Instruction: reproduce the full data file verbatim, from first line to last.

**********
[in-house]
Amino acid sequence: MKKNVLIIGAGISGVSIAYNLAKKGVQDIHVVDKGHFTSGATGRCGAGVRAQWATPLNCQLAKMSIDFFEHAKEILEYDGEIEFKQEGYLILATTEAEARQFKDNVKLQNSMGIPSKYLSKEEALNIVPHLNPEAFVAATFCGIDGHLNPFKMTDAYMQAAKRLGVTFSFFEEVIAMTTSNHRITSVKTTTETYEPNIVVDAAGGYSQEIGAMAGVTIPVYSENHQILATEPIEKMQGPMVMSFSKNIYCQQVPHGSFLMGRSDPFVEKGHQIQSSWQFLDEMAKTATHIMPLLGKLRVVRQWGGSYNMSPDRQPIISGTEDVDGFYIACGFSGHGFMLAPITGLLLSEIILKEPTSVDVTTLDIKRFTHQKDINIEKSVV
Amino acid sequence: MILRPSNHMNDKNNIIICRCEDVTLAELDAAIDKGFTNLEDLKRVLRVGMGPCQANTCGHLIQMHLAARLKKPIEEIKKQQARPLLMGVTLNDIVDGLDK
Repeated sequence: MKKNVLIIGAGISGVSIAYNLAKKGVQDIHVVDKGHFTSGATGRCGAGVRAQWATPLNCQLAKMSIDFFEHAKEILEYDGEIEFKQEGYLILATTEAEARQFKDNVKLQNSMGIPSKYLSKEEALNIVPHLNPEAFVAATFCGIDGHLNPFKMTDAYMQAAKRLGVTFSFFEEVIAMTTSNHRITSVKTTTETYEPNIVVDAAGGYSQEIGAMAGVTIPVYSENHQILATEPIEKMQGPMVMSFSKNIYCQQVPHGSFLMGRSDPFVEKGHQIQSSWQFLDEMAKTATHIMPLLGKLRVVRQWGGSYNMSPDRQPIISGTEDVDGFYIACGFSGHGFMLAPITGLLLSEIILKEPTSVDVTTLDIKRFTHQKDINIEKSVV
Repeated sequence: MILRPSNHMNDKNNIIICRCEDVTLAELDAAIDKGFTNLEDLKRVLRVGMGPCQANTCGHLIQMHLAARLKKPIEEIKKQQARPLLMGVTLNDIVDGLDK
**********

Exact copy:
[in-house]
Amino acid sequence: MKKNVLIIGAGISGVSIAYNLAKKGVQDIHVVDKGHFTSGATGRCGAGVRAQWATPLNCQLAKMSIDFFEHAKEILEYDGEIEFKQEGYLILATTEAEARQFKDNVKLQNSMGIPSKYLSKEEALNIVPHLNPEAFVAATFCGIDGHLNPFKMTDAYMQAAKRLGVTFSFFEEVIAMTTSNHRITSVKTTTETYEPNIVVDAAGGYSQEIGAMAGVTIPVYSENHQILATEPIEKMQGPMVMSFSKNIYCQQVPHGSFLMGRSDPFVEKGHQIQSSWQFLDEMAKTATHIMPLLGKLRVVRQWGGSYNMSPDRQPIISGTEDVDGFYIACGFSGHGFMLAPITGLLLSEIILKEPTSVDVTTLDIKRFTHQKDINIEKSVV
Amino acid sequence: MILRPSNHMNDKNNIIICRCEDVTLAELDAAIDKGFTNLEDLKRVLRVGMGPCQANTCGHLIQMHLAARLKKPIEEIKKQQARPLLMGVTLNDIVDGLDK
Repeated sequence: MKKNVLIIGAGISGVSIAYNLAKKGVQDIHVVDKGHFTSGATGRCGAGVRAQWATPLNCQLAKMSIDFFEHAKEILEYDGEIEFKQEGYLILATTEAEARQFKDNVKLQNSMGIPSKYLSKEEALNIVPHLNPEAFVAATFCGIDGHLNPFKMTDAYMQAAKRLGVTFSFFEEVIAMTTSNHRITSVKTTTETYEPNIVVDAAGGYSQEIGAMAGVTIPVYSENHQILATEPIEKMQGPMVMSFSKNIYCQQVPHGSFLMGRSDPFVEKGHQIQSSWQFLDEMAKTATHIMPLLGKLRVVRQWGGSYNMSPDRQPIISGTEDVDGFYIACGFSGHGFMLAPITGLLLSEIILKEPTSVDVTTLDIKRFTHQKDINIEKSVV
Repeated sequence: MILRPSNHMNDKNNIIICRCEDVTLAELDAAIDKGFTNLEDLKRVLRVGMGPCQANTCGHLIQMHLAARLKKPIEEIKKQQARPLLMGVTLNDIVDGLDK